How Often Do Anoles Lose Their Tails In Intraspecific Fights?

Male A. pogus fighting. Photo from

Recently, our lab group was discussing what can be inferred from calculating tail loss rates in anole populations. It was pointed out that tail loss doesn’t necessarily result from predators and that, in fact, males may bite off the tails of other males in fights,  and the victor or vanquished may even eat the tail. Someone pointed out that the older literature certainly pointed this out with examples*, but we haven’t seen much of this in more recent literature. So, we then asked, has anyone ever actually seen a tail lost in a fight? No one had. I then got online to look for photos. I could find plenty of males fighting, usually locking jaws or sometimes biting the body or a limb, but I found no photos of an anole biting another’s tail, much less biting off a tail. So, I ask you, fair AA reader, have you ever seen this? Can you provide a photo?

*By earlier literature, we were thinking 1960’s and 1970’s, but here’s a quote from the 1870’s, referring to A. cristatellus. Can you name the author? “During the spring and early part of the summer, two adult males rarely meet without a contest. On first seeing one another, they nod their heads up and down three or four times, and at the same time expanding the frill or pouch beneath the throat; their eyes glisten with rage, and after waving their tails from side to side for a few seconds, as if to gather energy, they dart at each other furiously, rolling over and over, and holding firmly with their teeth. The conflict generally ends in one of the combatants losing his tail, which is often devoured by the victor.”


About Jonathan Losos

Professor and Curator of Herpetology at the Museum of Comparative Zoology at Harvard University. I've spent my entire professional career studying anoles and have discovered that the more I learn about anoles, the more I realize I don't know.

8 thoughts on “How Often Do Anoles Lose Their Tails In Intraspecific Fights?

  1. I’m not sure autotomy through intraspecific fighting occurs that often, though it’s a subject worth investigating. I have seen Trachylepis skinks in S. Africa curled together biting at each others tails and autotomy never seems to occur through that. Biting the tail off a rival would be adaptive I would have thought – for Iberolacerta monticola in Spain, males missing tails end up with smaller territories and less access to females. I have had a large male A. cristatellus cause autotomy of about a third of the tail of small female, but that was when they were in a plastic tub being transported – they were only in there for about 10 minutes as well.

  2. I’ve clocked up hundreds of hours of observation on most Jamaican and Puerto Rican Anolis species. I’ve happened across several intense fights among males, and recorded some of those on video, but I’ve never seen a lizard drop its tail as a consequence of a fight — and I’ve seen some pretty horrendous anole fights! Grace Charles compiled some statistics on the proportion of several Puerto Rican species that had missing or regenerated tails, and it was a fair amount (I’d have to look up the figures to know the precise proportion, but from memory it was something like 25-30% of males). I should also add, though, that my observations of predation events have been very rare (two or three; all on Puerto Rico), but that isn’t too surprising given the presence of a human observer. That is, while it’s “common” to see fights among males because anoles generally habituate to a human observer very quickly, my feeling is that the presence of a human observer would scare off most potential predators…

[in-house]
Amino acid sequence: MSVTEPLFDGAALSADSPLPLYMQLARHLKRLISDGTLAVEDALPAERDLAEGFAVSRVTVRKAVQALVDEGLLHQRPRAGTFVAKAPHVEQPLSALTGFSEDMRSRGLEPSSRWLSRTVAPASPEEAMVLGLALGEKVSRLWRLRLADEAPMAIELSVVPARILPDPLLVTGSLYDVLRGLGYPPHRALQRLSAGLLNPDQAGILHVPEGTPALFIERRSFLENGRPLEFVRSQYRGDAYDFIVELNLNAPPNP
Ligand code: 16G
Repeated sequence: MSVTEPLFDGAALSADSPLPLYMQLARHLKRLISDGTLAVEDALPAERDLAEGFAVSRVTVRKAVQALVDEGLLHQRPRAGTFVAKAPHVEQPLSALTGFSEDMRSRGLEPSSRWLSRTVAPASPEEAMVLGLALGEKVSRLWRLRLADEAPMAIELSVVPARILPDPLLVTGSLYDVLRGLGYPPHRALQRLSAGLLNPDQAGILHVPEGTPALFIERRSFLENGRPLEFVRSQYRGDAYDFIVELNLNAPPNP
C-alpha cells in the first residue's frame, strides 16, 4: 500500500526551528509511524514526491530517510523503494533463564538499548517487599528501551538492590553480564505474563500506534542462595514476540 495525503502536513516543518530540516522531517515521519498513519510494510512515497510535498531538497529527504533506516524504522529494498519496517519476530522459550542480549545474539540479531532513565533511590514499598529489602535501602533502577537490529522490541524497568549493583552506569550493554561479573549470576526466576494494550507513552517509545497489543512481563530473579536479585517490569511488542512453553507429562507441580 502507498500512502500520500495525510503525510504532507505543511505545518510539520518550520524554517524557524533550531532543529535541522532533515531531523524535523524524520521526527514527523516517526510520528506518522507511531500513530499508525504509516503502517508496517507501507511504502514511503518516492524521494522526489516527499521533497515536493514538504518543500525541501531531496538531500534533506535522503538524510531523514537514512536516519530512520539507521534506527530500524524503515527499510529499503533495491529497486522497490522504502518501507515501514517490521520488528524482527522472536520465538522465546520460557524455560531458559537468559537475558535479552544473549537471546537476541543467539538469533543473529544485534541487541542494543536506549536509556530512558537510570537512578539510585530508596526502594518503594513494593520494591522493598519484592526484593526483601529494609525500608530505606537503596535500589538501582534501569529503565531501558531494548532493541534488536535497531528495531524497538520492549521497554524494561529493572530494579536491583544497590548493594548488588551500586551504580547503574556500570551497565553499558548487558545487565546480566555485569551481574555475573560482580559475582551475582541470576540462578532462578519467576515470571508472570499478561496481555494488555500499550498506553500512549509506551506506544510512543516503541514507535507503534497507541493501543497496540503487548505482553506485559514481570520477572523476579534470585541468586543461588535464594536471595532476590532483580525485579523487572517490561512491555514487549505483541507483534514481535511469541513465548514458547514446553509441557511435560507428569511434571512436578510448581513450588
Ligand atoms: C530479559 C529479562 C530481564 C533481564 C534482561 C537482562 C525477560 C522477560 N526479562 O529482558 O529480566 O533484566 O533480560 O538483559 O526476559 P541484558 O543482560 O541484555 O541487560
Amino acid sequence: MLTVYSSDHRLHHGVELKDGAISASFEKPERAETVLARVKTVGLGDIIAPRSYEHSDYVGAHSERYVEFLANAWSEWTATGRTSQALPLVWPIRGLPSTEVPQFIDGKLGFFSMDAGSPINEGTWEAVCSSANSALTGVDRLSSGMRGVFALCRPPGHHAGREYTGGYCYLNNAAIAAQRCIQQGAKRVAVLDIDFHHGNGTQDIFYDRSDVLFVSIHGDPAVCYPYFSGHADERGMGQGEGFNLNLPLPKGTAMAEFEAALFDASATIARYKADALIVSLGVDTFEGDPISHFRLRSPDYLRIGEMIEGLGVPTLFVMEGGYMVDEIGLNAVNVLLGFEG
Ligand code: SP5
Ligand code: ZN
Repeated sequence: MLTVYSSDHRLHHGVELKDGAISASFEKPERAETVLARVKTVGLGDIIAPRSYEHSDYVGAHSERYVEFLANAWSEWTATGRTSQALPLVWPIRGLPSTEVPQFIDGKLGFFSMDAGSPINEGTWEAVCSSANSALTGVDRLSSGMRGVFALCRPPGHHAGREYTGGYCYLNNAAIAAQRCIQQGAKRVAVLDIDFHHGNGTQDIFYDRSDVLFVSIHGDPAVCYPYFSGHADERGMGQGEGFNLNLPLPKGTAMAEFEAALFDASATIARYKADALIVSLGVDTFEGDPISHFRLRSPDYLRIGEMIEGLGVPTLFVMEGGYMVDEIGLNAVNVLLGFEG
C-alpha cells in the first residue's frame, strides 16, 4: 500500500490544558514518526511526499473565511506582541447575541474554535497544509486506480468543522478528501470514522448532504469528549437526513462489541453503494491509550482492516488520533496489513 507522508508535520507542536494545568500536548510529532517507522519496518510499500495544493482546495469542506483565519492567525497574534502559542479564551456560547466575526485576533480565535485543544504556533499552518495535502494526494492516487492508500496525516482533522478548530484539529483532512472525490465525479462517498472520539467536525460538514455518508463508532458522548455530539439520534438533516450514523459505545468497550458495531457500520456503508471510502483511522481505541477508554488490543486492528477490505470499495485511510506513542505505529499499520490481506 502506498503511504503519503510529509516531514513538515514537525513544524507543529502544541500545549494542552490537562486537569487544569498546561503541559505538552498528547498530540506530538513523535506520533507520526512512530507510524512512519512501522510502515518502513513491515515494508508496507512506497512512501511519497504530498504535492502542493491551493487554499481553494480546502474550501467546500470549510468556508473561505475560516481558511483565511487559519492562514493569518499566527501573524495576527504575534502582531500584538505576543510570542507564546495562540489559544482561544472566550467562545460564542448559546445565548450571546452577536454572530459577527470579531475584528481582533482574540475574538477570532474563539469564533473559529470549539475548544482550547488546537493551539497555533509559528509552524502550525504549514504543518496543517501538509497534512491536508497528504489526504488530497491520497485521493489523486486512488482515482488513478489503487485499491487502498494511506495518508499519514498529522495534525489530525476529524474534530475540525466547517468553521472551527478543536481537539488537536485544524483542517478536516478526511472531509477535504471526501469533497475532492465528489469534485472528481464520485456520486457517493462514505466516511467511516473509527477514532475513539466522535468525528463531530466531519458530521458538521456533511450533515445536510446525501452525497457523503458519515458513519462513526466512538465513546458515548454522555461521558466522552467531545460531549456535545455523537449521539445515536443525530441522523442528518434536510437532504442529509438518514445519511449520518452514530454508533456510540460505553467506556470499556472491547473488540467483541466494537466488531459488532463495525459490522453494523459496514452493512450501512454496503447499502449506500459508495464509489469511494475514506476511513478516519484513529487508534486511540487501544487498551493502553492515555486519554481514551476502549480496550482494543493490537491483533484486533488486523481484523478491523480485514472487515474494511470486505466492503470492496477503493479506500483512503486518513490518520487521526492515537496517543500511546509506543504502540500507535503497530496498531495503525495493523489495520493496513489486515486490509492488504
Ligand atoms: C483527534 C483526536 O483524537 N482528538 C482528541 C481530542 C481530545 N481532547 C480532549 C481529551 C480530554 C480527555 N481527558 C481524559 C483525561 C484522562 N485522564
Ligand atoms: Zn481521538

1. I agree with Terry on this. I have not collected the countless hours of rigorous data on anole behavior that he has; but I have certainly observed many A. cristatellus in the field (including many intraspecific interactions) and have never observed tail loss to be the result. Males will sometimes lose their tails if transported in the same bag, though.

      1. The cristatellus male I observed definitely removed the female’s tail as the plastic was pretty clear, but that was more analagous to a predatory event: they were both pretty stressed, having just been caught. There is a paper I can’t remember who by that notes that a Gallotia sp. was observed to predate on smaller conspecifics, targeting the tail and eating it once autotomised.

  3. Stan Fox’s work from the 1980s showed strong social costs to tail autotomy in side-blotched lizards, but the losses were apparently not due to loss during a fight. I’ve never seen tail loss during a fight in any lizard species I’ve observed. Incidentally, Stan’s work from the 1980s and 1990s discusses a lot of the caveats associated with using tail break/loss frequencies as a measure of “predation pressure” in a population.

  4. I’ve been observing South sand South West Florida lizards since the 1960’s and cannot recall ever seeing a tail lost in a fight. I asked my mom who taught me to observe and love nature and she cannot remember seeing a tail lost in a fight.
    I have seen the local cardinal, Cardinalis cardinalis remove a tail while trying to pull Anoles out of our Windows more than once. I suspect they want the entire lizard but settle for the tail. Have also seen other birds checking the hiding spots in Windows.

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